IRVING, Tex. -- For all of the new pass plays in Dallas' retooled offense, it was the running game of Emmitt Smith that gave the Washington Redskins the most trouble last night.
Just like last year, when the Cowboys' elusive running back ripped through the Redskins for 132 yards, Smith rushed for 104 in the first quarter alone.
Then Smith retreated to the bench with dehydration in the second quarter and the Cowboys' running game went with him and the Redskins went on to win, 33-31.
"The running game did suffer when he wasn't in and it forced us into the passing game," said Cowboys quarterback Troy Aikman, who completed 27 of 42 passes for 239 yards and three touchdowns. "He does such a good job of making people miss him."
Smith scored two touchdowns before his role was greatly reduced because of the dehydration. One came on a mercurial 75-yard run in the first quarter in which no less than five Redskins missed potential tackles -- among them Darrell Green, Brad Edwards, Wilber Marshall and finally, at the 5-yard line, Andre Collins.
Smith's second TD came in the second quarter when he took a short pass from Aikman, bounced off strong safety Alvin Walton at the 2 and went into the end zone. Walton suffered a bruised shoulder on the play and did not return to the game.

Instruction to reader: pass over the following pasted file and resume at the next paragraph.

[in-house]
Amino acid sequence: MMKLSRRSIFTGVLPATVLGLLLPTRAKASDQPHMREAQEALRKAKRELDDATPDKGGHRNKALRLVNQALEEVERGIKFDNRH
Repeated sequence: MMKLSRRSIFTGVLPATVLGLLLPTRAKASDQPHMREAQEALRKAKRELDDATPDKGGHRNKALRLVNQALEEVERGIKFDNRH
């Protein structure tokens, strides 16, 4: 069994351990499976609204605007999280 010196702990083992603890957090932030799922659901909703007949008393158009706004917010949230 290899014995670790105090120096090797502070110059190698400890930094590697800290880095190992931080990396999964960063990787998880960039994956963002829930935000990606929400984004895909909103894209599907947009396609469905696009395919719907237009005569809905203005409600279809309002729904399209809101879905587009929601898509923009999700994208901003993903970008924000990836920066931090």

After running for 104 yards on five carries in the first half, Smith gained only eight more yards on six rushes the rest of the game. He finished with 112 yards on 11 attempts and caught eight passes for 42 yards.
"Smith was sick after his long run," said Dallas coach Jimmy Johnson. "He took an I.V. at halftime, but he just wasn't himself and that slowed us somewhat."
Dallas fullback Daryl Johnston also left the game with
For Dallas, the play of the game may well have been a late hit by defensive end Daniel Stubbs on quarterback Mark Rypien in the third quarter.
Stubbs decked Rypien on a third-down incompletion, and the penalty gave the Redskins a first down on the Washington 39. Two minutes later, the Redskins rushed for a first down out of punt formation, and the 85-yard drive culminated in the fourth quarter with a one-yard touchdown run by Gerald Riggs. The drive covered 8:20 and negated a 24-23 Cowboy lead.
"It was an aggressive mistake," Stubbs said. "I was a half-step late. It was a judgment call."
Rypien deemed it a "marginal call." He said it made up for what he considered a poor intentional grounding call earlier in the drive when the ball slipped from his grasp and hit the ground two feet in front of him.
The Redskins, who snapped a six-game losing streak on Monday Night Football, came away with a frightening list of injuries. Left guard Joe Jacoby and right tackle Ed Simmons left the game with back spasms and a right knee sprain, respectively.
Washington's secondary took a harder hit. In addition to Walton, free safety Brad Edwards sprained his right ankle, while safety Terry Hoage suffered back spasms in pregame warmups and was unable to play. Another safety, Danny Copeland, left the game with a cramp.